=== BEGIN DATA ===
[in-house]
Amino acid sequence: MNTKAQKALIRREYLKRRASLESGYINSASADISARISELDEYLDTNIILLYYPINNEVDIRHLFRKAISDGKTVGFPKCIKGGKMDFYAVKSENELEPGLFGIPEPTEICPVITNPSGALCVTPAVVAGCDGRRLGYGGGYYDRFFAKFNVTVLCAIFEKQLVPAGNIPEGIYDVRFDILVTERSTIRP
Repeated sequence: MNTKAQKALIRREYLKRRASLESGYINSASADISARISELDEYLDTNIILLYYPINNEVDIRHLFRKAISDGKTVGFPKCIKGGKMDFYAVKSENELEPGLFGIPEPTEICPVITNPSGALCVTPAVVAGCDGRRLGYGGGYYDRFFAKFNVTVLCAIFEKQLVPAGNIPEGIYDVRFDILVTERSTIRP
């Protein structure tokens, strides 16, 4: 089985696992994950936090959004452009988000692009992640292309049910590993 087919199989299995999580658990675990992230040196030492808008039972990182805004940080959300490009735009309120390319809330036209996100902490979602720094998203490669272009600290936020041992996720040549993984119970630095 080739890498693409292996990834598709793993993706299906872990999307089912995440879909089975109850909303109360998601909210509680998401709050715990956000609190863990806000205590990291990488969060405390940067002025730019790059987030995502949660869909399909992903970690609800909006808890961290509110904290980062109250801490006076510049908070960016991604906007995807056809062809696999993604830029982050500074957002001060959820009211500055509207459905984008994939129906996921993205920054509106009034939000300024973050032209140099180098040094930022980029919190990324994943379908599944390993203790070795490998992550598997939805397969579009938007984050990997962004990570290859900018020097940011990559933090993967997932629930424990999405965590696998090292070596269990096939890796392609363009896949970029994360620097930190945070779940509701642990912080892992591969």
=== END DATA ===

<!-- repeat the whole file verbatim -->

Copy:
[in-house]
Amino acid sequence: MNTKAQKALIRREYLKRRASLESGYINSASADISARISELDEYLDTNIILLYYPINNEVDIRHLFRKAISDGKTVGFPKCIKGGKMDFYAVKSENELEPGLFGIPEPTEICPVITNPSGALCVTPAVVAGCDGRRLGYGGGYYDRFFAKFNVTVLCAIFEKQLVPAGNIPEGIYDVRFDILVTERSTIRP
Repeated sequence: MNTKAQKALIRREYLKRRASLESGYINSASADISARISELDEYLDTNIILLYYPINNEVDIRHLFRKAISDGKTVGFPKCIKGGKMDFYAVKSENELEPGLFGIPEPTEICPVITNPSGALCVTPAVVAGCDGRRLGYGGGYYDRFFAKFNVTVLCAIFEKQLVPAGNIPEGIYDVRFDILVTERSTIRP
């Protein structure tokens, strides 16, 4: 089985696992994950936090959004452009988000692009992640292309049910590993 087919199989299995999580658990675990992230040196030492808008039972990182805004940080959300490009735009309120390319809330036209996100902490979602720094998203490669272009600290936020041992996720040549993984119970630095 080739890498693409292996990834598709793993993706299906872990999307089912995440879909089975109850909303109360998601909210509680998401709050715990956000609190863990806000205590990291990488969060405390940067002025730019790059987030995502949660869909399909992903970690609800909006808890961290509110904290980062109250801490006076510049908070960016991604906007995807056809062809696999993604830029982050500074957002001060959820009211500055509207459905984008994939129906996921993205920054509106009034939000300024973050032209140099180098040094930022980029919190990324994943379908599944390993203790070795490998992550598997939805397969579009938007984050990997962004990570290859900018020097940011990559933090993967997932629930424990999405965590696998090292070596269990096939890796392609363009896949970029994360620097930190945070779940509701642990912080892992591969």